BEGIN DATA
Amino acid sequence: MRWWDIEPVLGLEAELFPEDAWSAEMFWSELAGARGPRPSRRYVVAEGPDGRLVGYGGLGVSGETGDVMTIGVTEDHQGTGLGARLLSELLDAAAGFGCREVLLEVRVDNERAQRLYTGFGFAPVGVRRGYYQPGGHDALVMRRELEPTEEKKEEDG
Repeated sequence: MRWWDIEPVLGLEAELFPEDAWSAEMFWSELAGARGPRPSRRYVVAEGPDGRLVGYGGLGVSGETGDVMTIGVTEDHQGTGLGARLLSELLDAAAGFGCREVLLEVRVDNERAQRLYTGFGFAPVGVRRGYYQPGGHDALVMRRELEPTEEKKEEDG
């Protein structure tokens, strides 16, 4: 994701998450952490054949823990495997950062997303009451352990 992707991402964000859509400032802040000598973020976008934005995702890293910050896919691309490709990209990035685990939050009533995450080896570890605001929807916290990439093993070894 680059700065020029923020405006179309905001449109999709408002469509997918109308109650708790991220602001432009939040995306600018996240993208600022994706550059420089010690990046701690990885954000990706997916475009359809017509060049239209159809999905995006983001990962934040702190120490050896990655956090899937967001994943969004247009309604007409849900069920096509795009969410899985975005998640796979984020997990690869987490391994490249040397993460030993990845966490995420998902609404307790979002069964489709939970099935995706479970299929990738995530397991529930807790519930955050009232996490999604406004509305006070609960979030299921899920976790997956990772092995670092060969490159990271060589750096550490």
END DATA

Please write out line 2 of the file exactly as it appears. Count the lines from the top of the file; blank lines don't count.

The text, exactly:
Repeated sequence: MRWWDIEPVLGLEAELFPEDAWSAEMFWSELAGARGPRPSRRYVVAEGPDGRLVGYGGLGVSGETGDVMTIGVTEDHQGTGLGARLLSELLDAAAGFGCREVLLEVRVDNERAQRLYTGFGFAPVGVRRGYYQPGGHDALVMRRELEPTEEKKEEDG